With good weather over the last week we have had a number of visitors arriving. This seal pup basked on the slipway by the jetty for most of the day to the entertainment of the boat passengers arriving on the island. It remained for most of the day unfazed by the visitors.
We have also had our first cruise boat of the year, the Hebridean Sky, with 98 passengers landing including an old friend of St Kilda, John Love as tour guide.
Taking advantage of the good weather I have been carrying out the annual monitoring of coastal erosion which is incrementally eating way at Village Bay. The changes this winter have not been severe but continue to be of concern as they undermine the sea walls surrounding Village Bay.
The archaeologist also has to monitor the condition of a number of cleits and other buildings across the island. As the example below shows this is also causing change to the St Kilda landscape and the work of the Work Parties and drystone dykers like Innes, recorded in my last post, try to arrest this change at least in the Village Bay area.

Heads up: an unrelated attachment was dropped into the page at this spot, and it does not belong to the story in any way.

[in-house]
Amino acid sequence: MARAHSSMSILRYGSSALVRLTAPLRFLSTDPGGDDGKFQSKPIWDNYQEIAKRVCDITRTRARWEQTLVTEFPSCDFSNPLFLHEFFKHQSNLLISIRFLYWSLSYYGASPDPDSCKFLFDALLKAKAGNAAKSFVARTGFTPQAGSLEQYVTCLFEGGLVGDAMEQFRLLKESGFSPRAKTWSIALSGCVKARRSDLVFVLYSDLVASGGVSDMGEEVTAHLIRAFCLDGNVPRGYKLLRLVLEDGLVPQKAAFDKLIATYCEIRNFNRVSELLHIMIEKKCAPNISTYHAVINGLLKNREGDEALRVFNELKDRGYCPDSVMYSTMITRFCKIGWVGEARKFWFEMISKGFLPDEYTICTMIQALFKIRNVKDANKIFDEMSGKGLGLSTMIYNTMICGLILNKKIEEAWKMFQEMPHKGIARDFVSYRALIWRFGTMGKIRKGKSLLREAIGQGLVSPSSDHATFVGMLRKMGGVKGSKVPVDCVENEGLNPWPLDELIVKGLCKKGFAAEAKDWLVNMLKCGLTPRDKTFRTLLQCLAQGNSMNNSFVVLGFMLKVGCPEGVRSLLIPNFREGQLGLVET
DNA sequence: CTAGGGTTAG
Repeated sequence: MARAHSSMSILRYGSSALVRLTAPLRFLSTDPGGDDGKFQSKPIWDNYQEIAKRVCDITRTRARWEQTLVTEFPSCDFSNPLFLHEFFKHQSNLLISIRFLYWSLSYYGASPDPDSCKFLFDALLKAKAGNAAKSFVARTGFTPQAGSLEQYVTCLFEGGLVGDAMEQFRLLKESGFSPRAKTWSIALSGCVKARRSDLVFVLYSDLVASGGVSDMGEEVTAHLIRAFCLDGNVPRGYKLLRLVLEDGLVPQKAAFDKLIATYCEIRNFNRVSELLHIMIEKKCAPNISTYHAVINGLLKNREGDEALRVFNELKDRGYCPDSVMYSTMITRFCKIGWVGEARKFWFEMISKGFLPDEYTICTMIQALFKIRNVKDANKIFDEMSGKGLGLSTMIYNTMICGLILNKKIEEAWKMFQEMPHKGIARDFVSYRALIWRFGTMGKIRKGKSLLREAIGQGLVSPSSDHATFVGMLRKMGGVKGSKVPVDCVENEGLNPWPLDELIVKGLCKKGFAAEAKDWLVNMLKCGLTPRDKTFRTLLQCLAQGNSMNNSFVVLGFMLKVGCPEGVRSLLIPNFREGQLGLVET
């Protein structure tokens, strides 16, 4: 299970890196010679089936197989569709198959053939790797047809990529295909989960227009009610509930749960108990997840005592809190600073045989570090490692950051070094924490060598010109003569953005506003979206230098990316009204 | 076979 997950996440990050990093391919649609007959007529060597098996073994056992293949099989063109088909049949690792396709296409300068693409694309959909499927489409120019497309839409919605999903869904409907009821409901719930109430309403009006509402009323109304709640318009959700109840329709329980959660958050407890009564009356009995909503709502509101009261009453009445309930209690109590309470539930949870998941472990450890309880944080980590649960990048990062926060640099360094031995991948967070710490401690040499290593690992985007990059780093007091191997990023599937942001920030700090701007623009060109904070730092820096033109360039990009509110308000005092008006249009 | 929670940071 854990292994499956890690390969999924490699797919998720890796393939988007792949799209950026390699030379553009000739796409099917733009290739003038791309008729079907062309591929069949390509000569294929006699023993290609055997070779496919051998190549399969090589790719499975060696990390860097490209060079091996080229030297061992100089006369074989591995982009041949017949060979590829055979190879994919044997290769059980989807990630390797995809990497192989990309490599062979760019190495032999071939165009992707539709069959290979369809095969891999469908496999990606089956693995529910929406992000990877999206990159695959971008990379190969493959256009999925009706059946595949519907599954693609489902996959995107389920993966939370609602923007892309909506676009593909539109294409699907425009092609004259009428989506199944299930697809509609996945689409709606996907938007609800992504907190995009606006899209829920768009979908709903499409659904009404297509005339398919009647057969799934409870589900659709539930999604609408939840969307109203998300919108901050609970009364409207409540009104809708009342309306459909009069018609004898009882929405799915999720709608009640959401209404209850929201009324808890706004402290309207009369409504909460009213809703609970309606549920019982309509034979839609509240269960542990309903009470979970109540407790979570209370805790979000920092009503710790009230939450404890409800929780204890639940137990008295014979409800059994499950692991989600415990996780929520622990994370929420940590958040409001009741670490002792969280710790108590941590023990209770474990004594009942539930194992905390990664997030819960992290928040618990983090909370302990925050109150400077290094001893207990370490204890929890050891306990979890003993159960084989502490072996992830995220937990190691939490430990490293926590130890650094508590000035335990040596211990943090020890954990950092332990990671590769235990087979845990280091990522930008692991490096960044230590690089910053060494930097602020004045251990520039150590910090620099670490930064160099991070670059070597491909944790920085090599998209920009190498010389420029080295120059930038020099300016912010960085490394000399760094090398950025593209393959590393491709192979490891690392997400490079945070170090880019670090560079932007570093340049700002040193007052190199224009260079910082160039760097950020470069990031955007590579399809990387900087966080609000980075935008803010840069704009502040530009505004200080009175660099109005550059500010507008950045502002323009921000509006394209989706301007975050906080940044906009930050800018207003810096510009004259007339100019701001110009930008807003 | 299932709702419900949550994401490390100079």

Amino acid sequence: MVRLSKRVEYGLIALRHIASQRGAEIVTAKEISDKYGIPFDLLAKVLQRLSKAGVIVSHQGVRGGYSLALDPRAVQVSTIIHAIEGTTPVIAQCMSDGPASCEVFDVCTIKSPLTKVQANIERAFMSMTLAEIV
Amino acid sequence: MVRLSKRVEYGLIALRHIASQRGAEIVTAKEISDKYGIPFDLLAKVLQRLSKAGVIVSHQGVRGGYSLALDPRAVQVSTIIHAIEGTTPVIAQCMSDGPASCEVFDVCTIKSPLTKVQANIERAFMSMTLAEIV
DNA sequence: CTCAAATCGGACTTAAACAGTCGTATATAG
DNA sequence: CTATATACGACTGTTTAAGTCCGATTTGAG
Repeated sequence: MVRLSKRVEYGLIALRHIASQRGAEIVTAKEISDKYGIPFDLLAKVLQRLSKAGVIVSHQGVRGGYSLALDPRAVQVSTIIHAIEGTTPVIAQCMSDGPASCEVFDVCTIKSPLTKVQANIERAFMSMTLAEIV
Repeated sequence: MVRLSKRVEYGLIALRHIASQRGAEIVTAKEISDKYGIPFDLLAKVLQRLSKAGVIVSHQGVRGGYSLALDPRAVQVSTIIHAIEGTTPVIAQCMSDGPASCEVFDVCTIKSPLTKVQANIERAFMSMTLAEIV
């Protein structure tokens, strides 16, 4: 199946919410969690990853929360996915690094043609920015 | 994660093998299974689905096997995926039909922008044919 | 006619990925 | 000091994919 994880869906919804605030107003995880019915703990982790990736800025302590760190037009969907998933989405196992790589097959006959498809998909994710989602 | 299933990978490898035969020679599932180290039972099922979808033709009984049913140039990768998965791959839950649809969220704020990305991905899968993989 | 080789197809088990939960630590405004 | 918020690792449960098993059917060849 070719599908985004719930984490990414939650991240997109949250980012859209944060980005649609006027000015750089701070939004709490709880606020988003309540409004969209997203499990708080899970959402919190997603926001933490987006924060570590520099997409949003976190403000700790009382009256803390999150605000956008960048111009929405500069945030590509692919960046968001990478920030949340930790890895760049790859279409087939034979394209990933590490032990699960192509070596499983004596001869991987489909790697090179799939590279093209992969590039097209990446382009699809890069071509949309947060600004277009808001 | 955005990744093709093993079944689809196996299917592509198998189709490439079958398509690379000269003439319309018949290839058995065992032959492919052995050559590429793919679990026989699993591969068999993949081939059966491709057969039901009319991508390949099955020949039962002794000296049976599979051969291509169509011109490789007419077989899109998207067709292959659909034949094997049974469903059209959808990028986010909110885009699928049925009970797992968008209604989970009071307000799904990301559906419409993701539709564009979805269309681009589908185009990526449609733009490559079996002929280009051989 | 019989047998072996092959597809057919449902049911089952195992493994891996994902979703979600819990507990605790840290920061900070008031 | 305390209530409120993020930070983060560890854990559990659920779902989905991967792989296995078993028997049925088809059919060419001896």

Cleit 613 in Mullach Gael as recorded in 2007
The severe storms of the winter 2014/2015 caused the roof of this cleit to collapse leaving it to survive as it is today.
The first work party arrives next week and within its work programme are repairs to the roofs of a couple of cleits within the village and next week's blog should be from our new relief warden Kirsten who only started this week.
St Kilda Archaeologist